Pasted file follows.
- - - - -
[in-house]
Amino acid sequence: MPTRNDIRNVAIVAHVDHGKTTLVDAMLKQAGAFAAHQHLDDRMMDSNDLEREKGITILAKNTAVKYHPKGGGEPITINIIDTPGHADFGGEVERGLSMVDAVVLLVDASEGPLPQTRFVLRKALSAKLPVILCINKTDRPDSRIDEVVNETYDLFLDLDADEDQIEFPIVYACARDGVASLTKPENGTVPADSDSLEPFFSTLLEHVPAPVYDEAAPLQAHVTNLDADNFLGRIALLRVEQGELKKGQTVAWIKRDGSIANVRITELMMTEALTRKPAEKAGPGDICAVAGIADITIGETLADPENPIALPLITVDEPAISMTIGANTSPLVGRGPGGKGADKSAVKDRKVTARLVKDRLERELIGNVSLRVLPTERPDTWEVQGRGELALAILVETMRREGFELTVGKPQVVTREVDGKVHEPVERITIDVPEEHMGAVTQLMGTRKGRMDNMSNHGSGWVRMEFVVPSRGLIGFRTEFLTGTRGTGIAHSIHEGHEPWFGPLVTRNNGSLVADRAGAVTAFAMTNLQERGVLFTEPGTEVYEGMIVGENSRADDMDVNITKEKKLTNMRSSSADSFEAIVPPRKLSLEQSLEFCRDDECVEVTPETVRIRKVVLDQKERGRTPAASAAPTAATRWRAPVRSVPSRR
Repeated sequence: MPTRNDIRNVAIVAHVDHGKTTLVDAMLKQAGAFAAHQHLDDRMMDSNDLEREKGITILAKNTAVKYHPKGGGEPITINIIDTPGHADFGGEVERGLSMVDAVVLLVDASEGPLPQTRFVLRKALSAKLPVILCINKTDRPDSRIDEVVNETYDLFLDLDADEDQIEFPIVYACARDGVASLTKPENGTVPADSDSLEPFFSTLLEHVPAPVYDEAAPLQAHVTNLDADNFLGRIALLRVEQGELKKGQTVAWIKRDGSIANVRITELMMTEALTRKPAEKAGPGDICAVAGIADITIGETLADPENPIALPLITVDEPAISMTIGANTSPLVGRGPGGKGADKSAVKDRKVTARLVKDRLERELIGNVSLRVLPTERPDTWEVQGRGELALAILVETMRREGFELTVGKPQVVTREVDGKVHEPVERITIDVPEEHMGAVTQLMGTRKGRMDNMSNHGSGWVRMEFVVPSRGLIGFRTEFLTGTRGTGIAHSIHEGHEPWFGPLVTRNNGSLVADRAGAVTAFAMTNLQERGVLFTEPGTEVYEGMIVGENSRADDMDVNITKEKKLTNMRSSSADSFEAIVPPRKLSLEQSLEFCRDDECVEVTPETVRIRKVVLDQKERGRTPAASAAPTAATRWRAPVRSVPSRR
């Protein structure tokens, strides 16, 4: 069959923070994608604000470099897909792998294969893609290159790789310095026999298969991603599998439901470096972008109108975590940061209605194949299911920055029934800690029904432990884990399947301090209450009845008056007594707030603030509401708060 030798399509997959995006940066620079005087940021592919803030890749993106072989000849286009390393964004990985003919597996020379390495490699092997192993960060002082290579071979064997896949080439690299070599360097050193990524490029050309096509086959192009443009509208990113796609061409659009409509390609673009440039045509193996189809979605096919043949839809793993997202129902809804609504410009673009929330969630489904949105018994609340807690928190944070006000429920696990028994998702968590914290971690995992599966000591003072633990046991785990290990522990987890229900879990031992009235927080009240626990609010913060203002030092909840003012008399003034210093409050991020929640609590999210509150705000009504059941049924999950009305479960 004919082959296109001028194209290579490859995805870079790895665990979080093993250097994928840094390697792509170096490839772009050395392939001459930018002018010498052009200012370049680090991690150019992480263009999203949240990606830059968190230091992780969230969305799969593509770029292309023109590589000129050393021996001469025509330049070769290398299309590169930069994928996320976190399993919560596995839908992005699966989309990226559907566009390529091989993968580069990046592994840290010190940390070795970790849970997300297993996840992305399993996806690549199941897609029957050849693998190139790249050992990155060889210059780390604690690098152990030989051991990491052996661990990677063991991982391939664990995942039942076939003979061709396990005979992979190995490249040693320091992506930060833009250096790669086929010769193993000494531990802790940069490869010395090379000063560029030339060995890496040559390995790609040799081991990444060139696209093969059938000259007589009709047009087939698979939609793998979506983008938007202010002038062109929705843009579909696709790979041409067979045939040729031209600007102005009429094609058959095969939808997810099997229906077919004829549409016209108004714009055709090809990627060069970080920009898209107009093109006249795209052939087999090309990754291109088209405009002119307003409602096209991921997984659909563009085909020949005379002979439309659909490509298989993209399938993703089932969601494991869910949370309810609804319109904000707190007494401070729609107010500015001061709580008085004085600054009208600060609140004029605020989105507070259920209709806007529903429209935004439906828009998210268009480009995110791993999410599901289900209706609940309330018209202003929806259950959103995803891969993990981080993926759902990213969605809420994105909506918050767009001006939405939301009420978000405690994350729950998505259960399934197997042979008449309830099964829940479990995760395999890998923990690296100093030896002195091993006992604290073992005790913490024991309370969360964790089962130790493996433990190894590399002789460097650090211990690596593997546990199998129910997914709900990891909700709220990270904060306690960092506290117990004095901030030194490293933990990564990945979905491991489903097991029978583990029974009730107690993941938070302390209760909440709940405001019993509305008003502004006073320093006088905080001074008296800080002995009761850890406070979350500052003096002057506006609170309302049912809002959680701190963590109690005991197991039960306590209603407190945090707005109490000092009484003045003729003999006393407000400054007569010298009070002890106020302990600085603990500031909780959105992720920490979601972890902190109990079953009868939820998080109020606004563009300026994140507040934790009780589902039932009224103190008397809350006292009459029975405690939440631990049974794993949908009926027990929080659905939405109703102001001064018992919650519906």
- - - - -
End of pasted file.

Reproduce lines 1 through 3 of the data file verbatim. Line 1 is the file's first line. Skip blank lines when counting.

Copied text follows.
[in-house]
Amino acid sequence: MPTRNDIRNVAIVAHVDHGKTTLVDAMLKQAGAFAAHQHLDDRMMDSNDLEREKGITILAKNTAVKYHPKGGGEPITINIIDTPGHADFGGEVERGLSMVDAVVLLVDASEGPLPQTRFVLRKALSAKLPVILCINKTDRPDSRIDEVVNETYDLFLDLDADEDQIEFPIVYACARDGVASLTKPENGTVPADSDSLEPFFSTLLEHVPAPVYDEAAPLQAHVTNLDADNFLGRIALLRVEQGELKKGQTVAWIKRDGSIANVRITELMMTEALTRKPAEKAGPGDICAVAGIADITIGETLADPENPIALPLITVDEPAISMTIGANTSPLVGRGPGGKGADKSAVKDRKVTARLVKDRLERELIGNVSLRVLPTERPDTWEVQGRGELALAILVETMRREGFELTVGKPQVVTREVDGKVHEPVERITIDVPEEHMGAVTQLMGTRKGRMDNMSNHGSGWVRMEFVVPSRGLIGFRTEFLTGTRGTGIAHSIHEGHEPWFGPLVTRNNGSLVADRAGAVTAFAMTNLQERGVLFTEPGTEVYEGMIVGENSRADDMDVNITKEKKLTNMRSSSADSFEAIVPPRKLSLEQSLEFCRDDECVEVTPETVRIRKVVLDQKERGRTPAASAAPTAATRWRAPVRSVPSRR
Repeated sequence: MPTRNDIRNVAIVAHVDHGKTTLVDAMLKQAGAFAAHQHLDDRMMDSNDLEREKGITILAKNTAVKYHPKGGGEPITINIIDTPGHADFGGEVERGLSMVDAVVLLVDASEGPLPQTRFVLRKALSAKLPVILCINKTDRPDSRIDEVVNETYDLFLDLDADEDQIEFPIVYACARDGVASLTKPENGTVPADSDSLEPFFSTLLEHVPAPVYDEAAPLQAHVTNLDADNFLGRIALLRVEQGELKKGQTVAWIKRDGSIANVRITELMMTEALTRKPAEKAGPGDICAVAGIADITIGETLADPENPIALPLITVDEPAISMTIGANTSPLVGRGPGGKGADKSAVKDRKVTARLVKDRLERELIGNVSLRVLPTERPDTWEVQGRGELALAILVETMRREGFELTVGKPQVVTREVDGKVHEPVERITIDVPEEHMGAVTQLMGTRKGRMDNMSNHGSGWVRMEFVVPSRGLIGFRTEFLTGTRGTGIAHSIHEGHEPWFGPLVTRNNGSLVADRAGAVTAFAMTNLQERGVLFTEPGTEVYEGMIVGENSRADDMDVNITKEKKLTNMRSSSADSFEAIVPPRKLSLEQSLEFCRDDECVEVTPETVRIRKVVLDQKERGRTPAASAAPTAATRWRAPVRSVPSRR